Sale tax allocations from the state entered the second month in a row of sharp declines for area jurisdictions reeling from the COVID-19 pandemic and energy industry slump.
Kilgore saw allocations drop 44.16% to $447,349 from $801,240 a year ago, Gregg County felt a decline of 26.03% to $1.01 million from $1.37 million and Longview’s collections fell by 23.19% from $2.84 million to $2.18 million.
Texas Comptroller Glenn Hegar reported Wednesday he will send cities, counties, transit systems and special purpose taxing districts $690.4 million in local sales allocations for June, 11.7% lower than June 2019. The figures are based on sales transactions in April, the first full month that saw the effects of business shutdowns intended to combat the spread of the new coronavirus.
Kilgore City Manager Josh Selleck and Mayor Ronnie Spradlin, along with Gregg County Judge Bill Stoudt, were unavailable for comment Wednesday. Kilgore has been buffeted by the energy industry downturn, which itself was affected by the pandemic.
Longview city spokesman Shawn Hara said city officials anticipated a significant drop in sales tax allocations this month. He said the 23.19% drop was $543,179 less than what city officials had budgeted for the month.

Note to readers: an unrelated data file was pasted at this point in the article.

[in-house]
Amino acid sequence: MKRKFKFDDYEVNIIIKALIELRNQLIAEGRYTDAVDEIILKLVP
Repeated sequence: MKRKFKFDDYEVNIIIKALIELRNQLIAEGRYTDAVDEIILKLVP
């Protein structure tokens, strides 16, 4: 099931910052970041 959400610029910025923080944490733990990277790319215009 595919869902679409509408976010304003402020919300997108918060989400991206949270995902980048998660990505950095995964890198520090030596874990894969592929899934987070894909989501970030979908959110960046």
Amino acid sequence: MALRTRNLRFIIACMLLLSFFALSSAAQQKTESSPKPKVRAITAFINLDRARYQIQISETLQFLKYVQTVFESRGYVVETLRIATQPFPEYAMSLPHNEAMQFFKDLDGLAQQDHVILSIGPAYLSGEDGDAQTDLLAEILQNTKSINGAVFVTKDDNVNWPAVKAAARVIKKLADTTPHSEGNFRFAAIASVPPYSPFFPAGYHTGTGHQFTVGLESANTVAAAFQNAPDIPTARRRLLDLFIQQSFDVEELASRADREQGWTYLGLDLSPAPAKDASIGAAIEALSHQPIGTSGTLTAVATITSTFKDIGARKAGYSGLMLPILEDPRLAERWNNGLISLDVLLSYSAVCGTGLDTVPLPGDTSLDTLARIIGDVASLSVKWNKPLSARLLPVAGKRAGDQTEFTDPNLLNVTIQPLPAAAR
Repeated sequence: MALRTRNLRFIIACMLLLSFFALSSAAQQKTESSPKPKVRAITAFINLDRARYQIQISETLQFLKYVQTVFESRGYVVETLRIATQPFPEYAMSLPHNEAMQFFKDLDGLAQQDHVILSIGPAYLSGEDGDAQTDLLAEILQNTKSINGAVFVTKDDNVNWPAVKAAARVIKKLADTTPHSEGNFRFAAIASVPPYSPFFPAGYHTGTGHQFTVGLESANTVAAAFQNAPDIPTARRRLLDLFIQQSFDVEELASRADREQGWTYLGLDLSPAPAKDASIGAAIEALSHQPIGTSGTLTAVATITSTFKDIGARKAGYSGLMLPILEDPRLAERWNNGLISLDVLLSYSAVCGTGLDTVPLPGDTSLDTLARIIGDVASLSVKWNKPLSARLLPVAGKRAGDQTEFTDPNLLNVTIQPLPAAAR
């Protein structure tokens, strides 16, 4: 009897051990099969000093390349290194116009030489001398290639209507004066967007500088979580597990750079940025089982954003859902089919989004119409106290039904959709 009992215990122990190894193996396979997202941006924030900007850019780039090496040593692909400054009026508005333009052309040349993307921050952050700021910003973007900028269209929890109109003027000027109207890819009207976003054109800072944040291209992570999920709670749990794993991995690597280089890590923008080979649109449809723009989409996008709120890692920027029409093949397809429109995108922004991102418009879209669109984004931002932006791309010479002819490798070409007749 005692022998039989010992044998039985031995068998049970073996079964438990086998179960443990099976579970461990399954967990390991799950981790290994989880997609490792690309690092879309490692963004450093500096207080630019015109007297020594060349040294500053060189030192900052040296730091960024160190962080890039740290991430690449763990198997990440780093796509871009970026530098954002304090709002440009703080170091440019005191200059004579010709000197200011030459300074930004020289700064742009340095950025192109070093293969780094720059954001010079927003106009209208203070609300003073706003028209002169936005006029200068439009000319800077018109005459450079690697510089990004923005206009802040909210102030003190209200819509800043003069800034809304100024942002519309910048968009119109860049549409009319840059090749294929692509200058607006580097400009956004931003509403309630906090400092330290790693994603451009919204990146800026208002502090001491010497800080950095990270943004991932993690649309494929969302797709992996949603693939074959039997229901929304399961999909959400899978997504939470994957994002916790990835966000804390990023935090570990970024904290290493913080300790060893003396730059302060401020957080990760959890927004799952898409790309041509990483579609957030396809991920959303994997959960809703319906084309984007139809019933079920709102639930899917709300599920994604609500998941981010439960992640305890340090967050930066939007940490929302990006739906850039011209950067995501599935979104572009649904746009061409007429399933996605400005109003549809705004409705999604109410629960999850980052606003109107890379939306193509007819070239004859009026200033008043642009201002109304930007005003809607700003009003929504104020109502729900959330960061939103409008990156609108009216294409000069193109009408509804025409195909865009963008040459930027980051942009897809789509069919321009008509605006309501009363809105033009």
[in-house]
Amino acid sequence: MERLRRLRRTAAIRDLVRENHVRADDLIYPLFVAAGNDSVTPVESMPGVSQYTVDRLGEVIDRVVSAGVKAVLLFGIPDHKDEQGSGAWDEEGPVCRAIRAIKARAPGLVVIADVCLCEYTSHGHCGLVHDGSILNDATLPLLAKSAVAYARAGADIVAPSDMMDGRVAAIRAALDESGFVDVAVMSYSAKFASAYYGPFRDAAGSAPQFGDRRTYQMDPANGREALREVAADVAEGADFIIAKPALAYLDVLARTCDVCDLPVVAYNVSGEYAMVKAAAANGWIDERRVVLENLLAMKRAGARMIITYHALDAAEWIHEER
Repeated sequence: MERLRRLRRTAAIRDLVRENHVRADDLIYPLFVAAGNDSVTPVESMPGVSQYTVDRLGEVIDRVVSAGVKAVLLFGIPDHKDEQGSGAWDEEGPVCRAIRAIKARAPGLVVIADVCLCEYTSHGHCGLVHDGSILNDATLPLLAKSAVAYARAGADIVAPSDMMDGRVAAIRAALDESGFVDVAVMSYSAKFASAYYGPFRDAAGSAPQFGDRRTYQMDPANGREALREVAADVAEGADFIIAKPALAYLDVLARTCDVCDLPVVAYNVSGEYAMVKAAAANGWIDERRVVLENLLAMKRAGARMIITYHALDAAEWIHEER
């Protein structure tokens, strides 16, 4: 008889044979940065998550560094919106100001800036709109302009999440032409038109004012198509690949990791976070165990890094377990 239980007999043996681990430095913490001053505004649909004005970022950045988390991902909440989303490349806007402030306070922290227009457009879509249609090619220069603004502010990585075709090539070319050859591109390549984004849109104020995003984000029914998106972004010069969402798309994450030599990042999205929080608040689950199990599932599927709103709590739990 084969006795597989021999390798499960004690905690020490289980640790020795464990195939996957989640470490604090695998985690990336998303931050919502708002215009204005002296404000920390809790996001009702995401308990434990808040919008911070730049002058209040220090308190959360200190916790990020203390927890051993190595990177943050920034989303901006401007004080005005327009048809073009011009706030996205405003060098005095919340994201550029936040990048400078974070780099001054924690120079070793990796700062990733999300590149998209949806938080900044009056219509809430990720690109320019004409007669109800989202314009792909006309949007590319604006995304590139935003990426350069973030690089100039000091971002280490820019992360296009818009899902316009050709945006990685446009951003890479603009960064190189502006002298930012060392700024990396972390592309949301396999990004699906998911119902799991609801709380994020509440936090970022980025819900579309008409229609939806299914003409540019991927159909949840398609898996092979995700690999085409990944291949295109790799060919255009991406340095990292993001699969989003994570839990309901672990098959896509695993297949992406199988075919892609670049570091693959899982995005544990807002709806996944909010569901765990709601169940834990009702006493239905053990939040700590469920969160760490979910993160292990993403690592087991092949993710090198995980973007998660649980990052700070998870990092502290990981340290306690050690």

And for the fiscal year starting in October and through June, Longview is $1.28 million below what city officials had budgeted from sales taxes, Hara said.
“Back in March, the city manager put in place a hiring freeze and requested that the departments restrict discretionary spending,” he said. “We also put on hold several large projects. We put on hold the street repaving scheduled for this year.”
City officials also delayed construction of a parking lot for the Guthrie Trail, Hara said.
Other jurisdictions experienced drops, including 18.46% in White Oak, 12.17% in Lakeport and 6.2% in Marshall.
However, several area cities are receiving more tax allocations this month than they did a year ago. They include 21.52% in Gilmer, increasing from $149,341 to $181,489; Henderson at 16.81%, growing from $446,276 to $521,318; and 14.35% in Ore City, growing from $16,399 to $18,753.
Gilmer City Manager Greg Hutson attributed the increased sales in April to residents adhering to the stay-at-home order from Gov. Greg Abbott, spending their money inside their community.
“Typically, prepandemic, there was a lot of sales tax leakage to Longview and Tyler, or any other big city,” Hutson said. “With this stay-at-home order, everybody stayed here in Gilmer and did all their shopping they needed.”
Hutson said restaurants stayed “incredibly busy” with takeout orders.
He said he feels for the cities that will see allocation declines this month.
Henderson Mayor John W. “Buzz” Fullen said he is happy the city’s sales tax disbursements will increase this month. He said big-box retailers such as Lowe’s and Walmart in Henderson have stayed open during the pandemic and are not hurting financially.
“Well, it is looking good right now,” Fullen said. “Most of the people are social distancing. I think, overall, things are going to shape up and look a lot better for us.”